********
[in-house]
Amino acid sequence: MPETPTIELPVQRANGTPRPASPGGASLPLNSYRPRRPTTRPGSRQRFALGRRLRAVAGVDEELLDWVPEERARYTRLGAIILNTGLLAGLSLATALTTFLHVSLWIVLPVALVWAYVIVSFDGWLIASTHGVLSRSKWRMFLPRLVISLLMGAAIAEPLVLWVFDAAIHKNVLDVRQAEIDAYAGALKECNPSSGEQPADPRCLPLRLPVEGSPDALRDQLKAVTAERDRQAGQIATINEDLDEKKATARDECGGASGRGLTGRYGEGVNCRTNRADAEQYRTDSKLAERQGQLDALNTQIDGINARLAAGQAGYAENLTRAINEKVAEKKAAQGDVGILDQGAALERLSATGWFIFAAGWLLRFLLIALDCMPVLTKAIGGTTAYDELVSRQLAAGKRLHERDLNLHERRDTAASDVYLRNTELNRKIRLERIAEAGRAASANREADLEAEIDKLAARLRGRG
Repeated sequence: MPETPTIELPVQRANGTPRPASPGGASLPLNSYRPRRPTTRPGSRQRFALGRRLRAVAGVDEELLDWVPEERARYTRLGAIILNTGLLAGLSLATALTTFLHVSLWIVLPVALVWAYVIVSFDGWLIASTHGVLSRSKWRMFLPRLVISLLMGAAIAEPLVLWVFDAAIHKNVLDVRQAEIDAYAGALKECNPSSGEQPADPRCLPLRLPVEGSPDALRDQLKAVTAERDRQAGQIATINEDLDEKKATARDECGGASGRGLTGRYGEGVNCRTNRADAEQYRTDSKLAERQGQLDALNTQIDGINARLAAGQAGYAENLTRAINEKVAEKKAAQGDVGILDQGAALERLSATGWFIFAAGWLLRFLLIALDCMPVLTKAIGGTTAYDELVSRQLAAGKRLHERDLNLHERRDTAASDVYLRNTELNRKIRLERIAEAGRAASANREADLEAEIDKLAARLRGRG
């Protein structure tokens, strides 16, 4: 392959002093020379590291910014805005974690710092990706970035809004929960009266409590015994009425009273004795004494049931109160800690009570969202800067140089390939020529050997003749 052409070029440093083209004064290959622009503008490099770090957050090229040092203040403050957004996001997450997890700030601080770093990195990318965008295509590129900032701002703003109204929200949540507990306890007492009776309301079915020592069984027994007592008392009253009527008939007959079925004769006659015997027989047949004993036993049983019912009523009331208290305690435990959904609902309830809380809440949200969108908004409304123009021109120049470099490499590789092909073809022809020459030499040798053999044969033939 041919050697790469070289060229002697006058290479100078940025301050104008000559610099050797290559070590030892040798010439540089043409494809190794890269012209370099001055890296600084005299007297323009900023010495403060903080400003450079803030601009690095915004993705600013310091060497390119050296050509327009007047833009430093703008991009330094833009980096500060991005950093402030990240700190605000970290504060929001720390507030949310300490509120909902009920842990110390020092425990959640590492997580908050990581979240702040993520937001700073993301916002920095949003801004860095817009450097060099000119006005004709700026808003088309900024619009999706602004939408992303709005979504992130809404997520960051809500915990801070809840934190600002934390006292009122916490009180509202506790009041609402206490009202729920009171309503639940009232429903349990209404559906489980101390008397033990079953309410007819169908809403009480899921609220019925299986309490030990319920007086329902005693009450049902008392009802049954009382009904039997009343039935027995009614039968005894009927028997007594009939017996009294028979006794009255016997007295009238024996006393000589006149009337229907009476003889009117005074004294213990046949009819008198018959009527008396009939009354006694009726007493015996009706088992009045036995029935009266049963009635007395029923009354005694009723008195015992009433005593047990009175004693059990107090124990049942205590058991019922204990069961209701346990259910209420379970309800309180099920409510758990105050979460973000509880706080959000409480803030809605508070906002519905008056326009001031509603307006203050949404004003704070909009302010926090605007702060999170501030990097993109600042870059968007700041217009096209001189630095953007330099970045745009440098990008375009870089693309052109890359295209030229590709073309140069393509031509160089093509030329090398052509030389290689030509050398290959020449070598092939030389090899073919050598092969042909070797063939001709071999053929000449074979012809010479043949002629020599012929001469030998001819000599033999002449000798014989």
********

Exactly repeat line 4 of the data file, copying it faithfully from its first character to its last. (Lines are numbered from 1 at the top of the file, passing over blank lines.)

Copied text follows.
């Protein structure tokens, strides 16, 4: 392959002093020379590291910014805005974690710092990706970035809004929960009266409590015994009425009273004795004494049931109160800690009570969202800067140089390939020529050997003749 052409070029440093083209004064290959622009503008490099770090957050090229040092203040403050957004996001997450997890700030601080770093990195990318965008295509590129900032701002703003109204929200949540507990306890007492009776309301079915020592069984027994007592008392009253009527008939007959079925004769006659015997027989047949004993036993049983019912009523009331208290305690435990959904609902309830809380809440949200969108908004409304123009021109120049470099490499590789092909073809022809020459030499040798053999044969033939 041919050697790469070289060229002697006058290479100078940025301050104008000559610099050797290559070590030892040798010439540089043409494809190794890269012209370099001055890296600084005299007297323009900023010495403060903080400003450079803030601009690095915004993705600013310091060497390119050296050509327009007047833009430093703008991009330094833009980096500060991005950093402030990240700190605000970290504060929001720390507030949310300490509120909902009920842990110390020092425990959640590492997580908050990581979240702040993520937001700073993301916002920095949003801004860095817009450097060099000119006005004709700026808003088309900024619009999706602004939408992303709005979504992130809404997520960051809500915990801070809840934190600002934390006292009122916490009180509202506790009041609402206490009202729920009171309503639940009232429903349990209404559906489980101390008397033990079953309410007819169908809403009480899921609220019925299986309490030990319920007086329902005693009450049902008392009802049954009382009904039997009343039935027995009614039968005894009927028997007594009939017996009294028979006794009255016997007295009238024996006393000589006149009337229907009476003889009117005074004294213990046949009819008198018959009527008396009939009354006694009726007493015996009706088992009045036995029935009266049963009635007395029923009354005694009723008195015992009433005593047990009175004693059990107090124990049942205590058991019922204990069961209701346990259910209420379970309800309180099920409510758990105050979460973000509880706080959000409480803030809605508070906002519905008056326009001031509603307006203050949404004003704070909009302010926090605007702060999170501030990097993109600042870059968007700041217009096209001189630095953007330099970045745009440098990008375009870089693309052109890359295209030229590709073309140069393509031509160089093509030329090398052509030389290689030509050398290959020449070598092939030389090899073919050598092969042909070797063939001709071999053929000449074979012809010479043949002629020599012929001469030998001819000599033999002449000798014989």